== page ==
It's A Wonderful Life
It's a Wonderful Life is a 1946 Christmas film based on the 1939 story The Greatest Gift by Philip Van Doren Stern. The film stars James Stewart, Donna Reed, Lionel Barrymore and Henry Travers. The film was directed by Frank Capra.
Around the Holiday Season of 1945, George Bailey (Stewart) is suicidal and wishes that he had never been born. After he states that a guardian angel named Clarence (Henry Travers) appears and tells him how his life is wonderful and if he wasn't around, life would be awful.
Why It Rocks
- Beautifully written storyline written around Christmas.
- James Stewart's performance was well done along with Donna Reed, Lionel Barrymore, Henry Travers.
- George Bailey is a great protagonist through all of his sacrifices and selfless acts during the film, even though he's still pretty flawed in the end.
- The rest of the characters are no slouches either.
- Mary Hatch-Bailey is kind and patient, a hard-worker who goes towards keeping the Building and Loan open, railed George's companions to regain the lost money, not to mention fixing up an old house and parenting four kids. Give this woman some credit.
- Mr. (Henry F.) Potter is a smart, manipulative antagonist who's awfully similar to Ebenezer Scrooge.
- It cleverly spans the characters through the most consequential period of American history: the first half of the 20th century. Some people call it the original Forrest Gump (which takes on the second half) for that reason.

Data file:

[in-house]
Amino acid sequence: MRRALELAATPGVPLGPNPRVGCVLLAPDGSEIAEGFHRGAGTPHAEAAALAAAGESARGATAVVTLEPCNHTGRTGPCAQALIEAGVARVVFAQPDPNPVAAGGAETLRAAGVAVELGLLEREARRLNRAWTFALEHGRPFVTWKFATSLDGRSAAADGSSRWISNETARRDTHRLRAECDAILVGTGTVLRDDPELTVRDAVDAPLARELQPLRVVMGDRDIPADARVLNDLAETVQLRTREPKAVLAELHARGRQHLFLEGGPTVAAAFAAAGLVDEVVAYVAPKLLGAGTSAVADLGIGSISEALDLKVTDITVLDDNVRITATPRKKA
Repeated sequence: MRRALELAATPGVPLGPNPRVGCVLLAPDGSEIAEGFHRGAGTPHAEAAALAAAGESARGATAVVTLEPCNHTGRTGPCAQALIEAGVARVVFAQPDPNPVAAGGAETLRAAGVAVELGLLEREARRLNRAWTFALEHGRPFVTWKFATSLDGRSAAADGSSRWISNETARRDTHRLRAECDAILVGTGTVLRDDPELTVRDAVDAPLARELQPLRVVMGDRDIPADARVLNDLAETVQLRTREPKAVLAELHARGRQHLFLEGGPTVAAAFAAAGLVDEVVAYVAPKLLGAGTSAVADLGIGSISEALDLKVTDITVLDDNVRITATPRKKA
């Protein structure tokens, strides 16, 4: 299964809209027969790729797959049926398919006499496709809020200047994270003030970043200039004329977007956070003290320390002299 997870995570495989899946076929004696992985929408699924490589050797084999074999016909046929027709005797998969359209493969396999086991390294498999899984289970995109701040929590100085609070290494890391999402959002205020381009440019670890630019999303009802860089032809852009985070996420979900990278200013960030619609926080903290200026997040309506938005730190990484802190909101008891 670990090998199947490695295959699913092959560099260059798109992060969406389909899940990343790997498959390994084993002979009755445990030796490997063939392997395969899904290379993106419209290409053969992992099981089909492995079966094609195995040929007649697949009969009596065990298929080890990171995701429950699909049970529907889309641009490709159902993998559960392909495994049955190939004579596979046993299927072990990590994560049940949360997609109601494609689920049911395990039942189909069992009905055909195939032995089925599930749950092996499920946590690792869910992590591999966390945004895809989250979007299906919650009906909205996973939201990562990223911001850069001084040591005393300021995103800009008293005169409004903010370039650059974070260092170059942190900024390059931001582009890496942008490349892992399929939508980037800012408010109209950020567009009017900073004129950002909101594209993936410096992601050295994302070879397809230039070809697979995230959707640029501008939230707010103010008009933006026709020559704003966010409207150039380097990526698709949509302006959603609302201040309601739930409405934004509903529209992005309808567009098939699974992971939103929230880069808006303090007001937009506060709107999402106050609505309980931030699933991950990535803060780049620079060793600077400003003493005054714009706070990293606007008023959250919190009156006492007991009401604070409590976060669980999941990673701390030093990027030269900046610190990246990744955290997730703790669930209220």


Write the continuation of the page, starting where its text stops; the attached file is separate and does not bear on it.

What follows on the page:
- The Turn of the Century where Young George and his friends played outdoors, Mr. Gower experimented with new medicines, his son dies of influenza, Mr. Potter rides around in a horse-drawn carriage, and George reads National Geographic Magazine.
- The Roaring Twenties where George and Mary dance the Charleston with the Class of 1928, the Baileys have a black house servant, and George wears a “leatherhead” football uniform, just eight years after the founding of the first pro football league.
- The Great Depression where Victrolas and telephones became mainstays in most U.S. homes, like in the Hatch house, Sam Wainwright gets in on the ground floor of making plastics out of soybeans, and George prevented a bank run at the Building and Loan.
- World War II where George Bailey (4-F on account of his ear) fights the “Battle of Bedford Falls” with rubber drives and air raids, Mary Hatch runs the U.S.O., Mrs. Bailey and Mrs. Hatch sew for the Red Cross, Mr. Gower and Uncle Billy sell war bonds, Sam Wainwright sells plastic hoods for war planes, Mr. Potter runs the draft board, Bert gets the Silver Star fighting in North Africa, Ernie parachutes into France, Mary's older brother Marty captures a strategic bridge, and George's younger brother Harry shoots down 15 Japanese planes to save the lives of countless men on a Navy transport.
- and the Aftermath of WWII where the war men return home, George and Mary contribute to the baby boom, Bailey Park becomes a regular suburban town, Sam Wainwright explores the future of plastics, and Harry is awarded the Medal of Honor.